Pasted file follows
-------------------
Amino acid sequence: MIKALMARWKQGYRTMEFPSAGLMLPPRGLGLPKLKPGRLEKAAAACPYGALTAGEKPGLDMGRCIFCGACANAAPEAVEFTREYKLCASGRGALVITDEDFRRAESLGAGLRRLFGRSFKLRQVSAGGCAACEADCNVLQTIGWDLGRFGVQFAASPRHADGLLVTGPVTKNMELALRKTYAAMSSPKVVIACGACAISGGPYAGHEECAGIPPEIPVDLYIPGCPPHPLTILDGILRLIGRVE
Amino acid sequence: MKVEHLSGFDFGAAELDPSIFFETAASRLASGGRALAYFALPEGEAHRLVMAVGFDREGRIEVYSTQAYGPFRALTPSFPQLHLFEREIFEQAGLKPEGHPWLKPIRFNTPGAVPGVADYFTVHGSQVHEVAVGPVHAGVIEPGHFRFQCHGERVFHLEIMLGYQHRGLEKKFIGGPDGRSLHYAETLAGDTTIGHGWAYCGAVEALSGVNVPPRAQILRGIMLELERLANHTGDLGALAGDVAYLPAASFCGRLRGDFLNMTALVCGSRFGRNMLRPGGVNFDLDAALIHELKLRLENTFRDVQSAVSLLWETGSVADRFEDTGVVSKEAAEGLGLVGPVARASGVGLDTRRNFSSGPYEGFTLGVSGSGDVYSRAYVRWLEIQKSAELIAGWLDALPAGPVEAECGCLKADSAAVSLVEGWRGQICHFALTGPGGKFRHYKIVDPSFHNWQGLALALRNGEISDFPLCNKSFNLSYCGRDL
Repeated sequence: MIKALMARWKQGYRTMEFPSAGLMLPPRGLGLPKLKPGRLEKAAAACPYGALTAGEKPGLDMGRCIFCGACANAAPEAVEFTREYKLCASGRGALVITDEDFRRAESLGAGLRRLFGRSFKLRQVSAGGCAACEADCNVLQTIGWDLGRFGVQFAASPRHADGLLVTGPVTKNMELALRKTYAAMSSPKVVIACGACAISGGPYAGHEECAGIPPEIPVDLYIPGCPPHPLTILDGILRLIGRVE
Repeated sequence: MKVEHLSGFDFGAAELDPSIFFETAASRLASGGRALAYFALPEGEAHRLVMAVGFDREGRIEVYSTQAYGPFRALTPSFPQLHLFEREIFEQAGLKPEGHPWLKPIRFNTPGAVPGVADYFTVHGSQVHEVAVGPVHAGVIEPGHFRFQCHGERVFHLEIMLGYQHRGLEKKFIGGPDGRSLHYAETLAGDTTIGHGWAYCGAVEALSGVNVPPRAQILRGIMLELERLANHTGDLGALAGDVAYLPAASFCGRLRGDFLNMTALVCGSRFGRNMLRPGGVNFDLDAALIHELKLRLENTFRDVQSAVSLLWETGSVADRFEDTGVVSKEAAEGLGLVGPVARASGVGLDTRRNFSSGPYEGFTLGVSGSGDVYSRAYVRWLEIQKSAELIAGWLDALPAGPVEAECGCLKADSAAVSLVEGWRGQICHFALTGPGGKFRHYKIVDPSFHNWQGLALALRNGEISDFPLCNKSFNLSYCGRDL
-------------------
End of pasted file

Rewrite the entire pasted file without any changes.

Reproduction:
Amino acid sequence: MIKALMARWKQGYRTMEFPSAGLMLPPRGLGLPKLKPGRLEKAAAACPYGALTAGEKPGLDMGRCIFCGACANAAPEAVEFTREYKLCASGRGALVITDEDFRRAESLGAGLRRLFGRSFKLRQVSAGGCAACEADCNVLQTIGWDLGRFGVQFAASPRHADGLLVTGPVTKNMELALRKTYAAMSSPKVVIACGACAISGGPYAGHEECAGIPPEIPVDLYIPGCPPHPLTILDGILRLIGRVE
Amino acid sequence: MKVEHLSGFDFGAAELDPSIFFETAASRLASGGRALAYFALPEGEAHRLVMAVGFDREGRIEVYSTQAYGPFRALTPSFPQLHLFEREIFEQAGLKPEGHPWLKPIRFNTPGAVPGVADYFTVHGSQVHEVAVGPVHAGVIEPGHFRFQCHGERVFHLEIMLGYQHRGLEKKFIGGPDGRSLHYAETLAGDTTIGHGWAYCGAVEALSGVNVPPRAQILRGIMLELERLANHTGDLGALAGDVAYLPAASFCGRLRGDFLNMTALVCGSRFGRNMLRPGGVNFDLDAALIHELKLRLENTFRDVQSAVSLLWETGSVADRFEDTGVVSKEAAEGLGLVGPVARASGVGLDTRRNFSSGPYEGFTLGVSGSGDVYSRAYVRWLEIQKSAELIAGWLDALPAGPVEAECGCLKADSAAVSLVEGWRGQICHFALTGPGGKFRHYKIVDPSFHNWQGLALALRNGEISDFPLCNKSFNLSYCGRDL
Repeated sequence: MIKALMARWKQGYRTMEFPSAGLMLPPRGLGLPKLKPGRLEKAAAACPYGALTAGEKPGLDMGRCIFCGACANAAPEAVEFTREYKLCASGRGALVITDEDFRRAESLGAGLRRLFGRSFKLRQVSAGGCAACEADCNVLQTIGWDLGRFGVQFAASPRHADGLLVTGPVTKNMELALRKTYAAMSSPKVVIACGACAISGGPYAGHEECAGIPPEIPVDLYIPGCPPHPLTILDGILRLIGRVE
Repeated sequence: MKVEHLSGFDFGAAELDPSIFFETAASRLASGGRALAYFALPEGEAHRLVMAVGFDREGRIEVYSTQAYGPFRALTPSFPQLHLFEREIFEQAGLKPEGHPWLKPIRFNTPGAVPGVADYFTVHGSQVHEVAVGPVHAGVIEPGHFRFQCHGERVFHLEIMLGYQHRGLEKKFIGGPDGRSLHYAETLAGDTTIGHGWAYCGAVEALSGVNVPPRAQILRGIMLELERLANHTGDLGALAGDVAYLPAASFCGRLRGDFLNMTALVCGSRFGRNMLRPGGVNFDLDAALIHELKLRLENTFRDVQSAVSLLWETGSVADRFEDTGVVSKEAAEGLGLVGPVARASGVGLDTRRNFSSGPYEGFTLGVSGSGDVYSRAYVRWLEIQKSAELIAGWLDALPAGPVEAECGCLKADSAAVSLVEGWRGQICHFALTGPGGKFRHYKIVDPSFHNWQGLALALRNGEISDFPLCNKSFNLSYCGRDL